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Common Health Questions
NHS website - Should I stop taking antiplatelet medicines such as aspirin before minor surgery?
No, not unless your GP or other healthcare professional tells you to stop taking them.
What are antiplatelet medicines?
Some people take low-dose aspirin without checking with their GP, hoping to reduce their risk of having a heart attack or stroke.
What do these medicines do?
Antiplatelet medicines reduce the risk of clots forming in your blood. Platelets are tiny particles in your blood that help it to clot. Antiplatelet medicines work by reducing the "stickiness" of these platelets.
If you need a minor operation, you may be worried about taking medicine that affects how your blood clots. Examples of minor surgery include:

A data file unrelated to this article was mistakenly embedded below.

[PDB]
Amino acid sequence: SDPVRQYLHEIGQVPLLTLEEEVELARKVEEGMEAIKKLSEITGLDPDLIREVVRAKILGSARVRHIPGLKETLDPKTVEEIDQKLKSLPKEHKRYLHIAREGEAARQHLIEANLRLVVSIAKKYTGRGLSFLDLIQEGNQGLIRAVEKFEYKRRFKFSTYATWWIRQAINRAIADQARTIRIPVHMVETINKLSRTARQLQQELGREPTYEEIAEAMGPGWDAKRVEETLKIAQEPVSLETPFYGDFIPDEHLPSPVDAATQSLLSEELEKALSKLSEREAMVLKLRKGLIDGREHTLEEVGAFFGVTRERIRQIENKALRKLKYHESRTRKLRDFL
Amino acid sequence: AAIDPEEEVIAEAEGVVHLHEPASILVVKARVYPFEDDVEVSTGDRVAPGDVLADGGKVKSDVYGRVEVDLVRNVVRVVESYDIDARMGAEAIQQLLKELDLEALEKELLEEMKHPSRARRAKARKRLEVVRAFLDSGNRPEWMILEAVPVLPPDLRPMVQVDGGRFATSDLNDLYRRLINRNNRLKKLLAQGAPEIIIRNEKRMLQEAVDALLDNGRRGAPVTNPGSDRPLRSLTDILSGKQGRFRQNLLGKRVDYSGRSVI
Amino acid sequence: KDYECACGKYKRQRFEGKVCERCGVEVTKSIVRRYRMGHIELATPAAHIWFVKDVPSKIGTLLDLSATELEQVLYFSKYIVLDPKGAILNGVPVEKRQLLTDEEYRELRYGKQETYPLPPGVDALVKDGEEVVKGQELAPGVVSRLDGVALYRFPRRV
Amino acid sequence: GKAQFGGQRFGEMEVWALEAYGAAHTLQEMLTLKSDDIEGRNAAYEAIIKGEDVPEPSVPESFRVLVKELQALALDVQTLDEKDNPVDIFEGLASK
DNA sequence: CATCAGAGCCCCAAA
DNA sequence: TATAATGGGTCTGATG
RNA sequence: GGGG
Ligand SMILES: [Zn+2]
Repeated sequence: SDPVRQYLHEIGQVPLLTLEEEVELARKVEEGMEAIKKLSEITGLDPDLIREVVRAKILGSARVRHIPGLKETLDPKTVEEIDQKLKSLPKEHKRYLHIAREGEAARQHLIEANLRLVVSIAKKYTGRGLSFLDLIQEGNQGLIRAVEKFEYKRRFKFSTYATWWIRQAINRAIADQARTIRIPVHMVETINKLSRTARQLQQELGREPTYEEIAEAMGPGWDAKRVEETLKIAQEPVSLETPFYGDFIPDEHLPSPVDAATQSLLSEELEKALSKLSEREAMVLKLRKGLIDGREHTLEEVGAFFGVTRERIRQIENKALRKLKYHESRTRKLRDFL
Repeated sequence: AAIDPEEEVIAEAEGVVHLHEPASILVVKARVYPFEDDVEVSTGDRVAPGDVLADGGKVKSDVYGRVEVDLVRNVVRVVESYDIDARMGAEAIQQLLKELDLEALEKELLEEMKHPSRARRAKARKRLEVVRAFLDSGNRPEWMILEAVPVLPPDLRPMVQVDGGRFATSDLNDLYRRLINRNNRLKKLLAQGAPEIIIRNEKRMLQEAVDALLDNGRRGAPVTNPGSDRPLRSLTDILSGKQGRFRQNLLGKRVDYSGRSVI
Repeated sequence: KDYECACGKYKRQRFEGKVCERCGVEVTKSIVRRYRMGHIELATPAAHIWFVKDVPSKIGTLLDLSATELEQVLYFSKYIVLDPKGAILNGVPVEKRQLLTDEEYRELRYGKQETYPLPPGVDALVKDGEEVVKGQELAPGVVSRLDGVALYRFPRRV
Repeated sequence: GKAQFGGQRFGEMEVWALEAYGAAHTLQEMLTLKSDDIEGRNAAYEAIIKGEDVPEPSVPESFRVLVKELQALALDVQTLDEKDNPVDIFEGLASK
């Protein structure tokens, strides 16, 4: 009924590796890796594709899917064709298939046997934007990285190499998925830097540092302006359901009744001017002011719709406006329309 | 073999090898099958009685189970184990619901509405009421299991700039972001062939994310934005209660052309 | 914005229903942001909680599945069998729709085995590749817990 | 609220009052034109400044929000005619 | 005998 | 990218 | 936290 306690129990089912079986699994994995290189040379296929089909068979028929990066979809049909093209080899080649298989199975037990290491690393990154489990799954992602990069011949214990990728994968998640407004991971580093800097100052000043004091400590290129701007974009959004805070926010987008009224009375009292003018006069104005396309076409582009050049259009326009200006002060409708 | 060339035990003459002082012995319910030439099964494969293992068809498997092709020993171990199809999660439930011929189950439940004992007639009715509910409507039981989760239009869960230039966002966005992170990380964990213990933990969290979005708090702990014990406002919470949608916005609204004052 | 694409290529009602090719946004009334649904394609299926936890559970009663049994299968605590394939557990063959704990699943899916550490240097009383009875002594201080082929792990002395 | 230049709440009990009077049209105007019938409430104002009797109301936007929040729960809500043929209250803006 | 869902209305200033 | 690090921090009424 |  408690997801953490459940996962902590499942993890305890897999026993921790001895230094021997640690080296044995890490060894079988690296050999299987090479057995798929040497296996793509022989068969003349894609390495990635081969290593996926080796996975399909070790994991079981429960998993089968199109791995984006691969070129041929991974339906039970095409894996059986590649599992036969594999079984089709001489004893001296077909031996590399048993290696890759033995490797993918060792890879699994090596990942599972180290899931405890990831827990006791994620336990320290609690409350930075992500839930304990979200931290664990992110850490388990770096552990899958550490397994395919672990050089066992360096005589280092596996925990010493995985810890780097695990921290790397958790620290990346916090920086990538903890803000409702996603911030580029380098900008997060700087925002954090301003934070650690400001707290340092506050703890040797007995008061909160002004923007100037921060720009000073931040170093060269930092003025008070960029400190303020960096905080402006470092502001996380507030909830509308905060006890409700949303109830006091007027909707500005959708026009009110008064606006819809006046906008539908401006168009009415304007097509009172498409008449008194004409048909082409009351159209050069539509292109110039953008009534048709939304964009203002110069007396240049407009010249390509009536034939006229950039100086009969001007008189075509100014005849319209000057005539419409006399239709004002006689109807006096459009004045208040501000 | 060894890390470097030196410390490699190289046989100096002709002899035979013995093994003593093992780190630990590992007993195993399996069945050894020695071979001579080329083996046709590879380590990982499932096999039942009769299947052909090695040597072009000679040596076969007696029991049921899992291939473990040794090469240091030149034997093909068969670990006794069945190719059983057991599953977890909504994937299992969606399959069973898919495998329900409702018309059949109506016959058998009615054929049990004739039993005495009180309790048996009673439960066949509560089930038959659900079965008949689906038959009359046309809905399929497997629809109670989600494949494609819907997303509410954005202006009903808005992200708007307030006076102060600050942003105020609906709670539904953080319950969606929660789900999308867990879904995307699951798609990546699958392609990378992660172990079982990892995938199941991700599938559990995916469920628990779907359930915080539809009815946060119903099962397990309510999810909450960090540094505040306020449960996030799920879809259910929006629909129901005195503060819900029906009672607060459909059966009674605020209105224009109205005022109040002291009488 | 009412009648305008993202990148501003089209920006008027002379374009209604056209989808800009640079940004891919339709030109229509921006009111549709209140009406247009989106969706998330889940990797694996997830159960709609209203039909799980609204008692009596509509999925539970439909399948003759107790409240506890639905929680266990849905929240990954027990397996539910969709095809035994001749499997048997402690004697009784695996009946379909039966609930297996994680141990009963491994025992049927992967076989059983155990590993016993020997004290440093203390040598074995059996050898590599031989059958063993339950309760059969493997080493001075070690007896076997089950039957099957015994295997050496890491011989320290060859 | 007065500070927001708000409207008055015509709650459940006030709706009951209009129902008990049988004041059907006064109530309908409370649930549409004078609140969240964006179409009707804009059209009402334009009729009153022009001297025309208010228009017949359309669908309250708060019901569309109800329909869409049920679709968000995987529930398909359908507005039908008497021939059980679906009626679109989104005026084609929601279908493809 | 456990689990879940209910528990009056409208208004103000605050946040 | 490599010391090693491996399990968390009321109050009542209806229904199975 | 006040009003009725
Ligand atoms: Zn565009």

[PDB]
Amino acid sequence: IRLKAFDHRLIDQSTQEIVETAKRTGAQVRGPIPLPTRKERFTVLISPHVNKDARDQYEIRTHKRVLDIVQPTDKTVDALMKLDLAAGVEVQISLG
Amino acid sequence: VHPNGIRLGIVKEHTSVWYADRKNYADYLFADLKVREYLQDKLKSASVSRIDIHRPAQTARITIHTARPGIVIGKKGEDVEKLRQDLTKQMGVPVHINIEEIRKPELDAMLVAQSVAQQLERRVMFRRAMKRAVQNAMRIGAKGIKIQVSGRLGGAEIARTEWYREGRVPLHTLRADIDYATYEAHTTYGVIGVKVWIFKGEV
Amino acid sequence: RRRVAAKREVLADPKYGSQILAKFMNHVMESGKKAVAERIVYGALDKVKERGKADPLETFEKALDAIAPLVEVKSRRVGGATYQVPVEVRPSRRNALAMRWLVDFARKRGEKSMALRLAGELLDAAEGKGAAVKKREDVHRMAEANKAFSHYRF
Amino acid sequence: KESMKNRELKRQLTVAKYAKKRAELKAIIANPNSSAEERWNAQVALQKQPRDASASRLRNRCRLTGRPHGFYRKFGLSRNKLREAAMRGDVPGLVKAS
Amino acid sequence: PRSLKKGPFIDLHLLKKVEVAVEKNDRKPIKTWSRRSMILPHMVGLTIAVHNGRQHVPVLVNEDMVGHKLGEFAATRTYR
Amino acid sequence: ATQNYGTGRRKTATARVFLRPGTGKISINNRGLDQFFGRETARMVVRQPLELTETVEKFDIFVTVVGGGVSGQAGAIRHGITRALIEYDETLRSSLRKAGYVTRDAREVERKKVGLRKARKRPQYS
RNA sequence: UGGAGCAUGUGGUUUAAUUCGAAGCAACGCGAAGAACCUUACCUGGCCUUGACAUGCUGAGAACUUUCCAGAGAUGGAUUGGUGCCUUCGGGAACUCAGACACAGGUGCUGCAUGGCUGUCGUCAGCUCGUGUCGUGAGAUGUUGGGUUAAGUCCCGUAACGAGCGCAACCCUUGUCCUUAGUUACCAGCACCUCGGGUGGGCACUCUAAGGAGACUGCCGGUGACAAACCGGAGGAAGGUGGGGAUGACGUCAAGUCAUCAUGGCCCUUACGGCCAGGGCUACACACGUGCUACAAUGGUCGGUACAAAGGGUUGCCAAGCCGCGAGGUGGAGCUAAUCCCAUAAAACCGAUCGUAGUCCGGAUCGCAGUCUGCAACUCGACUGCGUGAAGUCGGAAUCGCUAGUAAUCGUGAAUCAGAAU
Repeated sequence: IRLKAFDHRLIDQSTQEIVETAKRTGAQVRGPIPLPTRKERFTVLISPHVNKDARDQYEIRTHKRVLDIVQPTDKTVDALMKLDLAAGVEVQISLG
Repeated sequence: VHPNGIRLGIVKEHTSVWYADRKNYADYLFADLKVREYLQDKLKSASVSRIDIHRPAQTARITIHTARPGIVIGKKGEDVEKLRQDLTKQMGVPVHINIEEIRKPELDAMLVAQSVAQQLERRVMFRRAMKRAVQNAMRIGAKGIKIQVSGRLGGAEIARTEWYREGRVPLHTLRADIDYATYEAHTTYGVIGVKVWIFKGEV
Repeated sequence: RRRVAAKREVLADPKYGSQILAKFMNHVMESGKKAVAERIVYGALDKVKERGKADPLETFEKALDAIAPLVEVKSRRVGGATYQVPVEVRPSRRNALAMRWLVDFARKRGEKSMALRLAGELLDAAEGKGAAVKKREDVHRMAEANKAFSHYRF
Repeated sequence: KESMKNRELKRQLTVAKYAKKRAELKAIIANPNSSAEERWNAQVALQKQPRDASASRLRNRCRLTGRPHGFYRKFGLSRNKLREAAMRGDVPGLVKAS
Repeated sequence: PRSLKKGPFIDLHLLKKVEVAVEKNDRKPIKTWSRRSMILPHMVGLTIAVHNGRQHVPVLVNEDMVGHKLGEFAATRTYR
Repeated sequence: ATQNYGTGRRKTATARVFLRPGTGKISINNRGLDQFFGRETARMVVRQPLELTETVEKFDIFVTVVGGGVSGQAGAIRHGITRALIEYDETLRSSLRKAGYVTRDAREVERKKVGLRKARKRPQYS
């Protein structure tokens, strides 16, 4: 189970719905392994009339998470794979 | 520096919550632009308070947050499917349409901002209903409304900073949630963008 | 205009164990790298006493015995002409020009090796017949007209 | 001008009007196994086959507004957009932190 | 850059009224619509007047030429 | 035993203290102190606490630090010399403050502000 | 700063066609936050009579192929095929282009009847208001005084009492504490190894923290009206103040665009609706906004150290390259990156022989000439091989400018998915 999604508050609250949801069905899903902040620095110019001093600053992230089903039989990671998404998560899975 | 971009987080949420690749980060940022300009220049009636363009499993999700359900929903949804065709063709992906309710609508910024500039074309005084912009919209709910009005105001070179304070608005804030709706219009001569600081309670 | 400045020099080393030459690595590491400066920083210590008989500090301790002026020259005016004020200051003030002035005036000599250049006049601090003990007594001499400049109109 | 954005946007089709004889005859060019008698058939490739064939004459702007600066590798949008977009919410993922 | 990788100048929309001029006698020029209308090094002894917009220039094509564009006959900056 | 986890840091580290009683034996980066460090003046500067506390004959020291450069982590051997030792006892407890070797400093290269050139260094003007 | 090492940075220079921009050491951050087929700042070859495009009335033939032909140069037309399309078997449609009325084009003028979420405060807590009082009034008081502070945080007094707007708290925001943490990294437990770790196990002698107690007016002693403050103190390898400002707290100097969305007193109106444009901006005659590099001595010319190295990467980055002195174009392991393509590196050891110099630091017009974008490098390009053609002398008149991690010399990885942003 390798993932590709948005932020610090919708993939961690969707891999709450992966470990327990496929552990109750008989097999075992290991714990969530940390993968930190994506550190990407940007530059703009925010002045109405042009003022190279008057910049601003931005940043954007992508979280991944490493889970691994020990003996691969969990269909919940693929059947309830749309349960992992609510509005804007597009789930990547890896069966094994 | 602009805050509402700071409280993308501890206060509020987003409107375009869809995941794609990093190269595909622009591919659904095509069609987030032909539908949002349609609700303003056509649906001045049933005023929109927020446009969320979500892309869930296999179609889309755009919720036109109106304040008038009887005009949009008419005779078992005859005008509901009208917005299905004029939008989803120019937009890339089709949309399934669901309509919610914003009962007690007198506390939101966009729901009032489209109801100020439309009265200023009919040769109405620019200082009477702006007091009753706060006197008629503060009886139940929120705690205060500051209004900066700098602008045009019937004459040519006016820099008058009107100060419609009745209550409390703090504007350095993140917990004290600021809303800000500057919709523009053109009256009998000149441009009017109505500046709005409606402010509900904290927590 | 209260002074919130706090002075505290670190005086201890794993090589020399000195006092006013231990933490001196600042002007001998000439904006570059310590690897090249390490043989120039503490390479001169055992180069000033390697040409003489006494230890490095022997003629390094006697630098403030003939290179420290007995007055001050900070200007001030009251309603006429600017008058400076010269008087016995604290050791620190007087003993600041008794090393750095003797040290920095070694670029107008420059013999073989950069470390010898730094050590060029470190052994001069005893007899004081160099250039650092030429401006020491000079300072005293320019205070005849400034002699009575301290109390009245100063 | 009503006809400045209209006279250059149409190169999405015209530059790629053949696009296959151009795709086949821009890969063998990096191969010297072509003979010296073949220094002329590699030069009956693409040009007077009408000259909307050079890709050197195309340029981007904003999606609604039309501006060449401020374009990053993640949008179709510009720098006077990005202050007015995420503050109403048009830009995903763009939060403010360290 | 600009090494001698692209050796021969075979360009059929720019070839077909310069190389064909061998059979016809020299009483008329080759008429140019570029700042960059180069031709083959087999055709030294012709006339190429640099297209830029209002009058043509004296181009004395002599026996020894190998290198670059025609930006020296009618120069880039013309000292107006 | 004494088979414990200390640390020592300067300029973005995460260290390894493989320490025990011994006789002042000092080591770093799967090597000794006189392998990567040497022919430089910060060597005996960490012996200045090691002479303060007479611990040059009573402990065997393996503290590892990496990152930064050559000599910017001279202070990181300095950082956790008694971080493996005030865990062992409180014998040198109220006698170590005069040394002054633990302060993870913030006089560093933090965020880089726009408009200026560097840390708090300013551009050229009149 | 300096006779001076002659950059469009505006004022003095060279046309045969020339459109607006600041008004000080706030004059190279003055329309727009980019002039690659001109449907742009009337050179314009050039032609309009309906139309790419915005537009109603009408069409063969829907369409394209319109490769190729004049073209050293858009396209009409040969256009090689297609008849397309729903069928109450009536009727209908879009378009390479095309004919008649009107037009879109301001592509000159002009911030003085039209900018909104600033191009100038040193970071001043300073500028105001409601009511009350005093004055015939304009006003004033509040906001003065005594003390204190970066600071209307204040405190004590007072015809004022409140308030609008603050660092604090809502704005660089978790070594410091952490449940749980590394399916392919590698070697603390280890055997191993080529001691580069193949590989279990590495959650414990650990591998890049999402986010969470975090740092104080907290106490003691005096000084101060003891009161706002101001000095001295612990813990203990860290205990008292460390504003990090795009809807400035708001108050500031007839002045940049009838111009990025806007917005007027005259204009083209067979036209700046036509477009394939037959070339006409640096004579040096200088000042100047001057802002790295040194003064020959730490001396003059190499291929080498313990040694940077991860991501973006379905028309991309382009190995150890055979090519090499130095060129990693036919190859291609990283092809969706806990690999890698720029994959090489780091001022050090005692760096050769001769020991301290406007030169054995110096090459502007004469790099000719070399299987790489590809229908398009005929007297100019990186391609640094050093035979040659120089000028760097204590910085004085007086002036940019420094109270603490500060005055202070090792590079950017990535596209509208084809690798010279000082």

- removing cataracts
- having a tooth taken out
- operations on or near the surface of your skin, including biopsies (taking a small sample of tissue)
Operations such as these don’t usually cause much bleeding.
Risks of stopping your medicine
If you stop taking your antiplatelet medicine, you increase your risk of blood clots and having a heart attack. This risk is higher than the risk of major bleeding during or after a minor operation.
Although continuing to take your medicine may slightly increase the risk of minor bleeding during or after surgery, your healthcare professional will be aware of this and take steps to control any bleeding.
You may think that stopping your antiplatelet medicine for a short time carries a low risk, but remember that it’s been prescribed to help you with a long-term condition. Stopping your medicine, even for a short period of time, could be harmful.
Talk to your healthcare professional
Before your operation, your healthcare professional will ask you about any prescribed medicines you’re taking. You should also tell them if you’re taking any over-the-counter medicines, such as low-dose aspirin.
Only stop taking your antiplatelet medicine if your healthcare professional tells you to do so.